Power generation and transmission limits manifest themselves in the inability to respond to dynamic peak power demand. Load leveling can effectively support dynamic demand changes by having additional standby power generating capabilities. This is achieved by either 1) having a generation and distribution infrastructure that matches the peak demand and it is operated under its full capacity spinning reserve) or 2) having additional power plants that can be brought online to provide additional power. These methods, though effective, are economically costly because power generators are underutilized, likely operating at a lower efficiency point, or because power generating infrastructures are left unused for large portions of time. Grid-connected energy storage systems are intended to enhance performance and reliability of the utility infrastructure. Unlike load-leveling methods, grid-tied energy storage solutions can provide the flexibility to react to dynamic peak power demands in an economical manner. By storing energy during off-peak power demand and releasing it during peak demand, grid-tied energy storage systems can effectively shift the dynamic power demand profile seen by the grid infrastructure. In this regard, grid-tied energy storage systems are an attractive alternative to improve the performance of the current grid infrastructure. The trend in energy storage systems is to package the energy storage element alongside the power electronics into a standard shipping container. A containerized energy storage system yields many logistical advantages for transportation and deployment. Containerized energy storage solutions require the minimization of the associated power electronics in order to provide more volume for energy storage devices. The power electronics minimization requirement is exacerbated by the need to still operate at high efficiency to minimize power loss and therefore minimize operating cost. There is currently a need to develop minimal volume power electronics to interface with grid-tied energy storage systems in the physical confinement of a containerized application. Consequently, APEI is proposing to develop a high efficiency, high power density >75 kW at > 2 state-of-the-art designs), transformer-less, GaN- based three-phase > 480Vac output, grid-tied inverter for interfacing with containerized energy storage systems. A GaN-based power topology will be designed to enable bi-directional power flow to support energy storage. As such, there is an incentive to pursue size reduction of the passive components associated with switched- mode power conversion. GaN power switches can efficiently operate at high switching frequencies. One of the key benefits of high frequency operation is the significant reduction in size of the transformer used in the power conversion system. APEI has successfully implemented GaN-based systems capable of operating in the MHz range while still providing high efficiency as seen in Error! Reference source not found.. Furthermore, since GaN die have the capability to operate at higher temperatures, simpler cooling systems can be utilized to further reduce packaging size and complexity. The United States consumed approximately 3,800 TWh of electricity in 2012. At such a massive level, even small increases in efficiency can have a prominent impact. Assuming that 30% of the yearly total is processed by power electronics at 85% efficiency, for every 1% average efficiency increase, there would be an annual cost savings of over $2 billion at $0.15 per kWh [ ]) and a reduction of 25 billion lbm of CO2 emissions assuming 1.77 lbm of CO2 per kWh) in the United States alone [ ]. The significance of efficiency is accelerated even further as the proliferation of available sources for readily harvestable energy increases and a growing focus is placed on renewable electric resources such as wind, solar, and tidal. Improvements in the efficiency and power density of the requisite power converters in electric systems ranging from grid-tied energy generation and storage to transportation-based power systems will have a substantial impact as less energy is wasted and more weight and volume in a system may be utilized elsewhere additional battery capacity, etc.).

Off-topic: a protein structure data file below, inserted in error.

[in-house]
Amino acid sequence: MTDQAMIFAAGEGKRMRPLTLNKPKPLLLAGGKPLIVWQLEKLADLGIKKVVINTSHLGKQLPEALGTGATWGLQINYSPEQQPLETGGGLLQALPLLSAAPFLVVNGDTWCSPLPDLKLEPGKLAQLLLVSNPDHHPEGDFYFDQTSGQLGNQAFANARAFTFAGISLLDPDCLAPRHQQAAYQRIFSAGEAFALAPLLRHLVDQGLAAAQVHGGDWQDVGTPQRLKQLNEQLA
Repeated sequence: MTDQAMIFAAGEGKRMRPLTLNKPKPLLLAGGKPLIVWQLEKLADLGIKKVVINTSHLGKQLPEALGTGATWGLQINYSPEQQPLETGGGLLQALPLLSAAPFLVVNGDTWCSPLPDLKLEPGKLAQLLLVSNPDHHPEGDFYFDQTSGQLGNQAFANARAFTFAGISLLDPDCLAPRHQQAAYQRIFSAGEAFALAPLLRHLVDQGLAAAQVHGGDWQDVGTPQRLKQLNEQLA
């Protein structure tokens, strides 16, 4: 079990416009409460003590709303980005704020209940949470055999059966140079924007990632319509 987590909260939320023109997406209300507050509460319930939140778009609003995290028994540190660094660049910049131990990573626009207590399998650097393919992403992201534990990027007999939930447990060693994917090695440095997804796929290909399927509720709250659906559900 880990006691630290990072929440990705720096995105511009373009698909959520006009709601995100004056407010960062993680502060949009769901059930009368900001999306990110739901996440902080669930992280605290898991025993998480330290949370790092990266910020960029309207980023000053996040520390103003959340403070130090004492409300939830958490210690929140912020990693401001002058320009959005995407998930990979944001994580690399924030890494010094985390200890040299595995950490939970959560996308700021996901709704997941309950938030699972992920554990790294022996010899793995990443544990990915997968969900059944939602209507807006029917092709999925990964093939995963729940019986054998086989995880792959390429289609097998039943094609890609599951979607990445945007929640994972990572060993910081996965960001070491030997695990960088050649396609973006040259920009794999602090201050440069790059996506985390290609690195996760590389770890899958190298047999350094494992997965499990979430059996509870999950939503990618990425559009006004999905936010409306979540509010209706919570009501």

Grant